How to Make Camping Fun for Kids

Taking the whole family for a camping trip is one of the great joys in life. Planning ahead for some fun ways to keep kids of all ages engaged in the experience goes a long way to making family memories that will last forever.

With our busy lifestyles, many children these days are used to having their entertainment come prepackaged with flashing lights, cute soundscapes, and addictive action. Getting kids to open up to the sometimes slower paced and more subtle enjoyments of nature can sometimes be a little challenging.

In this article I will cover how to create a kid friendly campsite and ideas for fun activities including arts and crafts, fun games, and skill building activities. (consider linking to these sections)


Before you even get into any great kid-friendly activities, make sure you plan for and set up a campsite that is safe and takes into consideration the special needs and challenges of camping with kids. Here are a few ideas to consider:

Handwashing Station

Kids have a tendency to get dirty, fast and often. Consider a large camping cooler with a spout set on the edge of the table if flowing water is not available at your campsite.

Orient the table so the water falls at the edge of camp and away from it. Have some biodegradable soap and a towel nearby.


Every campsite is different, so spend a little time scanning the area upon arrival and making note of any special hazards. Make kids that are old enough aware of your concerns, and ask for help monitoring younger ones around any dangers.

Make sure everyone at camp knows where the first aid kit is located.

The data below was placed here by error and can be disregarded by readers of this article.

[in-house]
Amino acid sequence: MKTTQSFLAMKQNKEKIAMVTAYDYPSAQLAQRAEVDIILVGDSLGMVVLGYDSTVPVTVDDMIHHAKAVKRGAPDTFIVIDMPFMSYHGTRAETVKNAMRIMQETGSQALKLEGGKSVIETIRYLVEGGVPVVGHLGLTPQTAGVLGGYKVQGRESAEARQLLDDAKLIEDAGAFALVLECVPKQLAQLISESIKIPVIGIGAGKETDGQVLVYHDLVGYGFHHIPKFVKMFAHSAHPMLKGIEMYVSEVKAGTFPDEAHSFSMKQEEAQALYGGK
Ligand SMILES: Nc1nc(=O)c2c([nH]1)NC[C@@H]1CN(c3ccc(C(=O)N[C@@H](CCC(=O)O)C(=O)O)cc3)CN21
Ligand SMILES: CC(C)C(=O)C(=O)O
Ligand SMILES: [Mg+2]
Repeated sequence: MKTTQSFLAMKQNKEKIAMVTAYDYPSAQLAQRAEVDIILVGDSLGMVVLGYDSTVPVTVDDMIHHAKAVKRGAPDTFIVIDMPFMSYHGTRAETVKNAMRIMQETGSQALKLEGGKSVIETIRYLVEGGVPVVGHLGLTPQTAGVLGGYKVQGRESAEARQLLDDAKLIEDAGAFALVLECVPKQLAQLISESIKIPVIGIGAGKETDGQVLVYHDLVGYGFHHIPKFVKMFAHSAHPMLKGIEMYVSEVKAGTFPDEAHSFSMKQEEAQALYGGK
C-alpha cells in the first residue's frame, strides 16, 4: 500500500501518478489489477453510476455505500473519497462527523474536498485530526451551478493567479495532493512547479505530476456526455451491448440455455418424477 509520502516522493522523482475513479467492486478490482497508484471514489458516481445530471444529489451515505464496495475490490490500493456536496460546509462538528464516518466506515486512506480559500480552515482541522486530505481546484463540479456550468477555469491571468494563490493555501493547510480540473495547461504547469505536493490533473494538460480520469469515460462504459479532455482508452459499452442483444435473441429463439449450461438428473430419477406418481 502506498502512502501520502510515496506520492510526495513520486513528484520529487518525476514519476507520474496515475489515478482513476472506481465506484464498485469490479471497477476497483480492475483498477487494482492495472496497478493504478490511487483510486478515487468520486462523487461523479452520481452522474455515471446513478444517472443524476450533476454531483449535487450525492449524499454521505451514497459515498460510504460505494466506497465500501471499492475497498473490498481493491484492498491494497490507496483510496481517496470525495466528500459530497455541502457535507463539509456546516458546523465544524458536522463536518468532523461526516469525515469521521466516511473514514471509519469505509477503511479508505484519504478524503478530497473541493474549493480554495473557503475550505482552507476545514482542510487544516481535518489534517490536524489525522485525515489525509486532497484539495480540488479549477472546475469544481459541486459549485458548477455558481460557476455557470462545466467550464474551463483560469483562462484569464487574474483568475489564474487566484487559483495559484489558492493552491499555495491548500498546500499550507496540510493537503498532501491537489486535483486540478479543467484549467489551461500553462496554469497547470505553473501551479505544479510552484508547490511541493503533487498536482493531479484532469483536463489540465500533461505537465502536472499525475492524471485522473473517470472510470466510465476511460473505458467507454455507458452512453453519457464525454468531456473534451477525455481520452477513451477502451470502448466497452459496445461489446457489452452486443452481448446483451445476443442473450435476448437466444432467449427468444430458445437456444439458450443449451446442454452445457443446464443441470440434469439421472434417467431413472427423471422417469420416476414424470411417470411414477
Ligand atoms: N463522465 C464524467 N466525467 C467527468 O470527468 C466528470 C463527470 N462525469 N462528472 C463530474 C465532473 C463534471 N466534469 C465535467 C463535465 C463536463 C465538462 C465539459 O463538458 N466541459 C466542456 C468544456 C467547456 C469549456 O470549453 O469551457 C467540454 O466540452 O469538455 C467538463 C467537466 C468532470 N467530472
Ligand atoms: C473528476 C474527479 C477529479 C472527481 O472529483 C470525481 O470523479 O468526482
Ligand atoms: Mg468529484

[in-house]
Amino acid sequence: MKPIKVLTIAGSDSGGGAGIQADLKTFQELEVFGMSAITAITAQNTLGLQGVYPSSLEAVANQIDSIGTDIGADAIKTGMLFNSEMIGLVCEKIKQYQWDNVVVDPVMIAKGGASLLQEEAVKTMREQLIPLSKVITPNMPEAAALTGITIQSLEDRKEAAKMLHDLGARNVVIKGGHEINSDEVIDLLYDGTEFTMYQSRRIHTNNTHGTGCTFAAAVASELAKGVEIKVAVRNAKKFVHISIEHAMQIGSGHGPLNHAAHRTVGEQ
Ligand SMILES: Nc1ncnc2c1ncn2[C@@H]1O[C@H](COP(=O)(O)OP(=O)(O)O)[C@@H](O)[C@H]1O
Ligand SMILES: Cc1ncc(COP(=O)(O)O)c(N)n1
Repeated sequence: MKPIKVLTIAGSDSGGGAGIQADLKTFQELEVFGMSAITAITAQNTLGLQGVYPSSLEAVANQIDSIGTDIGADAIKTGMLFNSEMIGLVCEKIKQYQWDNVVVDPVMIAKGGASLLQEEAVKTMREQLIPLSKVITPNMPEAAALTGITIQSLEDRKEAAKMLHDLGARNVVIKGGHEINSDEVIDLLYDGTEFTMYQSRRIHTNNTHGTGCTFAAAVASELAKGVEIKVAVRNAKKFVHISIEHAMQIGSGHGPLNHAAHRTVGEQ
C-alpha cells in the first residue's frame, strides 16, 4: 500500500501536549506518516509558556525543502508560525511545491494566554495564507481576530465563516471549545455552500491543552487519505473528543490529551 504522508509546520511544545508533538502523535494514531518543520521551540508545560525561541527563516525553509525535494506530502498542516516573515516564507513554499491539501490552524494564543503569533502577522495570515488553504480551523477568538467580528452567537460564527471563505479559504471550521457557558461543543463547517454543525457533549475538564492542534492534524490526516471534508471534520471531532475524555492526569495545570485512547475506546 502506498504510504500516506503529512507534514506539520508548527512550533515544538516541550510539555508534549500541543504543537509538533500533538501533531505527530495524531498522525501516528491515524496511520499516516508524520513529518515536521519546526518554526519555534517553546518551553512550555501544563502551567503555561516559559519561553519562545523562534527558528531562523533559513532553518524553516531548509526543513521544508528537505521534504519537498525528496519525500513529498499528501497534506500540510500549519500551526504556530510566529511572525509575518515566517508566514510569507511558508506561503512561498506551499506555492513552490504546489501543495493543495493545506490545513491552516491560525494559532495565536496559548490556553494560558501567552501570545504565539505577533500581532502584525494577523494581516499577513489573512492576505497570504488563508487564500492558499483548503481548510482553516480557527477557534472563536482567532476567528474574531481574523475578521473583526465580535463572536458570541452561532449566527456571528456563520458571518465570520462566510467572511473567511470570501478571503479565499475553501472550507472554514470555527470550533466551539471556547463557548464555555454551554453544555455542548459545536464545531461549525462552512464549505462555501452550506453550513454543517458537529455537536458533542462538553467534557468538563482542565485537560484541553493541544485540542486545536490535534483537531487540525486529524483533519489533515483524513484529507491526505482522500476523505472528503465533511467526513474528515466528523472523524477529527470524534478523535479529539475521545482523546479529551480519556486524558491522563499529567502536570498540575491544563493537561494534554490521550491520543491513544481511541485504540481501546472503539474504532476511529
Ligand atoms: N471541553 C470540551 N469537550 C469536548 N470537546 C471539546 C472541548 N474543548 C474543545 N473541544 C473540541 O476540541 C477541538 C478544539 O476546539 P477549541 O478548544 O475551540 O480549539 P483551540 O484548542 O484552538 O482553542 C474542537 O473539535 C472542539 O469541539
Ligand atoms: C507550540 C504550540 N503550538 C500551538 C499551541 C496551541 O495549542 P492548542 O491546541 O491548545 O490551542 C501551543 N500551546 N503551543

Teach kids about the dangers of attracting bears or other critters with a messy campsite and get them invested in helping to keep camp tidy.

Some things to keep an eye out for:

  • Campfire hazards – Trip hazards near the campfire or barbeque are particularly dangerous.
  • Water such as a pond or stream – Never let small children be unsupervised around even shallow water.
  • Knives and other sharp tools – At home they are usually out of reach, but it can be easy for them to get in the wrong hands if not careful at camp.
  • Piles of wood or rocks – Often a safe haven for snakes or other potentially nasty critters, teach kids to approach with caution, look before they grab, and bang with a stick before removing items from a pile to investigate.

Day Clothes Packs

Consider packing clothes for the kids in large Ziploc bags, marked by the day. This is a major time savor when it comes to helping younger kids get ready for the day in the morning. Dirty clothes can go right back in the empty bags, keeping dirt and stink away from the clean clothes.

Great Snacks

One of the best memories from my childhood were some of the great snacks that seemed to only show up on a camping trip. Making sure the kids have fun and special snacks on a camping trip will help make for a memorable trip.